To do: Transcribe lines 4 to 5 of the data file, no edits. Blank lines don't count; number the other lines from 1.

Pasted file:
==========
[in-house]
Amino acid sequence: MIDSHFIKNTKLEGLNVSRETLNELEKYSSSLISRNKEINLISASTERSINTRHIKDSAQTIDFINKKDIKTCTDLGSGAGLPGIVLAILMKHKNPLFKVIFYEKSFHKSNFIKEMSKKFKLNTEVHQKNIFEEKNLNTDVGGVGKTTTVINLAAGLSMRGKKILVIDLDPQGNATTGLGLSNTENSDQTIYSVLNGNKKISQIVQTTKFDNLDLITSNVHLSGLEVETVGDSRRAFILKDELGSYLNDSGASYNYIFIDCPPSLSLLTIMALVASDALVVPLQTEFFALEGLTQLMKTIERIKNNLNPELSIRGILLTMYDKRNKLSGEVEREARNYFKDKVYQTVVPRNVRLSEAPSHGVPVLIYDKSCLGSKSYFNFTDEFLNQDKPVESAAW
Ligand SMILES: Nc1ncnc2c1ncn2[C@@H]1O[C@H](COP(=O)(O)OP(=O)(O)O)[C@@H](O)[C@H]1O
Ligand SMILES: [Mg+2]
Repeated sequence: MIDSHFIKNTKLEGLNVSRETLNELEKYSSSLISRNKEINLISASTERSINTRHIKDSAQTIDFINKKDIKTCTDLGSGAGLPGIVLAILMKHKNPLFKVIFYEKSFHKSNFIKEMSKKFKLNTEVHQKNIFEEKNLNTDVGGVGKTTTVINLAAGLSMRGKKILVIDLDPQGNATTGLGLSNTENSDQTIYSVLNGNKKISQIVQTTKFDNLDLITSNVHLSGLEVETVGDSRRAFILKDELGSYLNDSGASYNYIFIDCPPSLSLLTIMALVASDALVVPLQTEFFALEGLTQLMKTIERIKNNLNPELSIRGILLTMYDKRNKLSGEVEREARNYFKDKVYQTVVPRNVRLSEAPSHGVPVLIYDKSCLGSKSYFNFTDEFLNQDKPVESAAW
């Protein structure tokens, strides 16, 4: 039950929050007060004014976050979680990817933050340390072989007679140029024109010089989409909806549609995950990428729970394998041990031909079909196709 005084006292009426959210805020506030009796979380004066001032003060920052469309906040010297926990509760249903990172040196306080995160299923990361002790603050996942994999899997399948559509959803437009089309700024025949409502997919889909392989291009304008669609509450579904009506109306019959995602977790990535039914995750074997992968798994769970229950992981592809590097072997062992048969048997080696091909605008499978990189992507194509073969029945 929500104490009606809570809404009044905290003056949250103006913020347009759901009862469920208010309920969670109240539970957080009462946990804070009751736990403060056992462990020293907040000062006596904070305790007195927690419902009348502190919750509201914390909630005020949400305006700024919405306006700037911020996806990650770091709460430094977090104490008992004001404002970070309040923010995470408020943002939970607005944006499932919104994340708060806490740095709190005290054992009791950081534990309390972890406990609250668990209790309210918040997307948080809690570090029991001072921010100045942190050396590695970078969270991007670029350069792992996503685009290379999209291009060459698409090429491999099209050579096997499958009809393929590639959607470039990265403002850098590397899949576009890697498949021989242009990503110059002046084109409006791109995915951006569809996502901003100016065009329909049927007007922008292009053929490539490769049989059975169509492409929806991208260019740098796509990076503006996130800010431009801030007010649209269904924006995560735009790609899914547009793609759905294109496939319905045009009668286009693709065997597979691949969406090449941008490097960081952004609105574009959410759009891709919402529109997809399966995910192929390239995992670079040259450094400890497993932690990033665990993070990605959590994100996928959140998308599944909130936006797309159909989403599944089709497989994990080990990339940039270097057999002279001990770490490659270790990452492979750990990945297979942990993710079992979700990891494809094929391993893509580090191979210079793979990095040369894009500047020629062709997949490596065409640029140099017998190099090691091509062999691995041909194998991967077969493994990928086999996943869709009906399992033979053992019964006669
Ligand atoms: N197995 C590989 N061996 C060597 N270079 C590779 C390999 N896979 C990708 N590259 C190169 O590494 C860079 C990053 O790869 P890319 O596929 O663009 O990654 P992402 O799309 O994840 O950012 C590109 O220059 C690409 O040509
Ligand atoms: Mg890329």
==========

Ligand SMILES: [Mg+2]
Repeated sequence: MIDSHFIKNTKLEGLNVSRETLNELEKYSSSLISRNKEINLISASTERSINTRHIKDSAQTIDFINKKDIKTCTDLGSGAGLPGIVLAILMKHKNPLFKVIFYEKSFHKSNFIKEMSKKFKLNTEVHQKNIFEEKNLNTDVGGVGKTTTVINLAAGLSMRGKKILVIDLDPQGNATTGLGLSNTENSDQTIYSVLNGNKKISQIVQTTKFDNLDLITSNVHLSGLEVETVGDSRRAFILKDELGSYLNDSGASYNYIFIDCPPSLSLLTIMALVASDALVVPLQTEFFALEGLTQLMKTIERIKNNLNPELSIRGILLTMYDKRNKLSGEVEREARNYFKDKVYQTVVPRNVRLSEAPSHGVPVLIYDKSCLGSKSYFNFTDEFLNQDKPVESAAW